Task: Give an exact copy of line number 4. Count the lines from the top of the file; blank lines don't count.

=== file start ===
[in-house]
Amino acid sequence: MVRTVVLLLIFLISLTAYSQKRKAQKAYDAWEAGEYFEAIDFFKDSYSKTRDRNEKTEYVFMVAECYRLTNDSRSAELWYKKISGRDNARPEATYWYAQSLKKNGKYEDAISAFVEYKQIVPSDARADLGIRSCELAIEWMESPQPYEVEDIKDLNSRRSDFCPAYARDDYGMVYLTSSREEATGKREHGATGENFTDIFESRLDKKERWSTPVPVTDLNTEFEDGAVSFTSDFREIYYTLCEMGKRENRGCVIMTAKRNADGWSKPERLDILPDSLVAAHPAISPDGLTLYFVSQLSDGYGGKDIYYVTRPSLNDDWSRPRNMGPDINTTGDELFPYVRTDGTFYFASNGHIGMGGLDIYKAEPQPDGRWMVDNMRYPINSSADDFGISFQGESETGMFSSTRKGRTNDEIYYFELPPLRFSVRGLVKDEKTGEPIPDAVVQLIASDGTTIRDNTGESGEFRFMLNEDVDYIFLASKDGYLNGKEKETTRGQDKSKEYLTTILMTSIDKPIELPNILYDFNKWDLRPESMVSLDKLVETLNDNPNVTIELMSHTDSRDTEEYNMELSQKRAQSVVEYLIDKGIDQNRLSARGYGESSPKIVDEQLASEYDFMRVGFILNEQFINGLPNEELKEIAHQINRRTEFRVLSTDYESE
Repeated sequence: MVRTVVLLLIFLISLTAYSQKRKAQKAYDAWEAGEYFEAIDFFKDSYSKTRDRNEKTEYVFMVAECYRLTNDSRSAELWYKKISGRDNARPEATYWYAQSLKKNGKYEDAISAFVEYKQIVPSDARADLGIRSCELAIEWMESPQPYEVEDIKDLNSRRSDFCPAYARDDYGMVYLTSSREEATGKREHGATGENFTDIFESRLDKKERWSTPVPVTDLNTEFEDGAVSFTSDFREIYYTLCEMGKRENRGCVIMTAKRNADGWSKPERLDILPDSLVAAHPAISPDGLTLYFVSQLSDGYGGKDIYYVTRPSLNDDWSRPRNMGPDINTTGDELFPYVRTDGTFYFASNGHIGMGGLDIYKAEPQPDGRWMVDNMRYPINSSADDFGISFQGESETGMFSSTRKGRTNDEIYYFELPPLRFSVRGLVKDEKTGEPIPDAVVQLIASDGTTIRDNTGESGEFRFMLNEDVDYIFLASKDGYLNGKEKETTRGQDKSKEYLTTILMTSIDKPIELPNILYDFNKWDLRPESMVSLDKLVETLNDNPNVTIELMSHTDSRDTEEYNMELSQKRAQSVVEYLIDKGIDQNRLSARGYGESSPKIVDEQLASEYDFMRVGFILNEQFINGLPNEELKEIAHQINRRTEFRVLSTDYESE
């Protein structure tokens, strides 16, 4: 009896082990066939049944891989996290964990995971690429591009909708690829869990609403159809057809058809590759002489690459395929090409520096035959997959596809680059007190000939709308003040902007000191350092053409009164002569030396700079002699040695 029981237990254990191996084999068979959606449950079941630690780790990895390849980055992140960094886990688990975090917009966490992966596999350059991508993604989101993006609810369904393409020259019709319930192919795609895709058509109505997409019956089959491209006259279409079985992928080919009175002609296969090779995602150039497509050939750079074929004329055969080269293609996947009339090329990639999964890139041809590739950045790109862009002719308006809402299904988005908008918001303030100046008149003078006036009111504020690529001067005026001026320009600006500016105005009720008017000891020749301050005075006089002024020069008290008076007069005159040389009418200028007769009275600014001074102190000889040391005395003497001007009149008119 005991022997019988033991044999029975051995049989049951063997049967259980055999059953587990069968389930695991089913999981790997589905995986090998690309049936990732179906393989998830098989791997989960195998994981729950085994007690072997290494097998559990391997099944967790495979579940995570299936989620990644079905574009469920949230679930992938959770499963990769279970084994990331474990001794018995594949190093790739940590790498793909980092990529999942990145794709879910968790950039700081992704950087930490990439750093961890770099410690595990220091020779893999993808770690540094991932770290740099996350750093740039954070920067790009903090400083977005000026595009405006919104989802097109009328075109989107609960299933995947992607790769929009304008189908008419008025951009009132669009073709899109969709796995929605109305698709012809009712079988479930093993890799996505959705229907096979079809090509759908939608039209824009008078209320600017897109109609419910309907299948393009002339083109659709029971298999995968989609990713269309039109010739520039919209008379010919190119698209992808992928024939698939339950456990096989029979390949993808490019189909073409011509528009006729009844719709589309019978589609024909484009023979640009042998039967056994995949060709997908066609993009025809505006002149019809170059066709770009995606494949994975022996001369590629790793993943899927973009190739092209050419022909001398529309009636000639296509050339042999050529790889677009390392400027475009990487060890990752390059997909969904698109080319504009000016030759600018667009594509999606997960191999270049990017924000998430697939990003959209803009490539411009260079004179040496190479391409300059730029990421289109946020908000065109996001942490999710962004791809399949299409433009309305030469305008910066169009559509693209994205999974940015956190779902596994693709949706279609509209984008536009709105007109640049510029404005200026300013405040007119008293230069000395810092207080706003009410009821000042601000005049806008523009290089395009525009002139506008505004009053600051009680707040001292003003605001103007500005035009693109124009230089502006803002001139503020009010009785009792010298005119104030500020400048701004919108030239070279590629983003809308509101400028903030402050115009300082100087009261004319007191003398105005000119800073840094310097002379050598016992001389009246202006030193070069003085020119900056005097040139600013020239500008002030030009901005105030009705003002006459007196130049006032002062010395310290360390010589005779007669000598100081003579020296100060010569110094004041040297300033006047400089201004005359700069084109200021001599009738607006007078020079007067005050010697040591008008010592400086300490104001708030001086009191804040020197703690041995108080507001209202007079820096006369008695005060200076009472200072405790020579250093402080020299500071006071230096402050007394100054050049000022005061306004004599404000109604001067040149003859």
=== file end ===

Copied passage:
């Protein structure tokens, strides 16, 4: 009896082990066939049944891989996290964990995971690429591009909708690829869990609403159809057809058809590759002489690459395929090409520096035959997959596809680059007190000939709308003040902007000191350092053409009164002569030396700079002699040695 029981237990254990191996084999068979959606449950079941630690780790990895390849980055992140960094886990688990975090917009966490992966596999350059991508993604989101993006609810369904393409020259019709319930192919795609895709058509109505997409019956089959491209006259279409079985992928080919009175002609296969090779995602150039497509050939750079074929004329055969080269293609996947009339090329990639999964890139041809590739950045790109862009002719308006809402299904988005908008918001303030100046008149003078006036009111504020690529001067005026001026320009600006500016105005009720008017000891020749301050005075006089002024020069008290008076007069005159040389009418200028007769009275600014001074102190000889040391005395003497001007009149008119 005991022997019988033991044999029975051995049989049951063997049967259980055999059953587990069968389930695991089913999981790997589905995986090998690309049936990732179906393989998830098989791997989960195998994981729950085994007690072997290494097998559990391997099944967790495979579940995570299936989620990644079905574009469920949230679930992938959770499963990769279970084994990331474990001794018995594949190093790739940590790498793909980092990529999942990145794709879910968790950039700081992704950087930490990439750093961890770099410690595990220091020779893999993808770690540094991932770290740099996350750093740039954070920067790009903090400083977005000026595009405006919104989802097109009328075109989107609960299933995947992607790769929009304008189908008419008025951009009132669009073709899109969709796995929605109305698709012809009712079988479930093993890799996505959705229907096979079809090509759908939608039209824009008078209320600017897109109609419910309907299948393009002339083109659709029971298999995968989609990713269309039109010739520039919209008379010919190119698209992808992928024939698939339950456990096989029979390949993808490019189909073409011509528009006729009844719709589309019978589609024909484009023979640009042998039967056994995949060709997908066609993009025809505006002149019809170059066709770009995606494949994975022996001369590629790793993943899927973009190739092209050419022909001398529309009636000639296509050339042999050529790889677009390392400027475009990487060890990752390059997909969904698109080319504009000016030759600018667009594509999606997960191999270049990017924000998430697939990003959209803009490539411009260079004179040496190479391409300059730029990421289109946020908000065109996001942490999710962004791809399949299409433009309305030469305008910066169009559509693209994205999974940015956190779902596994693709949706279609509209984008536009709105007109640049510029404005200026300013405040007119008293230069000395810092207080706003009410009821000042601000005049806008523009290089395009525009002139506008505004009053600051009680707040001292003003605001103007500005035009693109124009230089502006803002001139503020009010009785009792010298005119104030500020400048701004919108030239070279590629983003809308509101400028903030402050115009300082100087009261004319007191003398105005000119800073840094310097002379050598016992001389009246202006030193070069003085020119900056005097040139600013020239500008002030030009901005105030009705003002006459007196130049006032002062010395310290360390010589005779007669000598100081003579020296100060010569110094004041040297300033006047400089201004005359700069084109200021001599009738607006007078020079007067005050010697040591008008010592400086300490104001708030001086009191804040020197703690041995108080507001209202007079820096006369008695005060200076009472200072405790020579250093402080020299500071006071230096402050007394100054050049000022005061306004004599404000109604001067040149003859």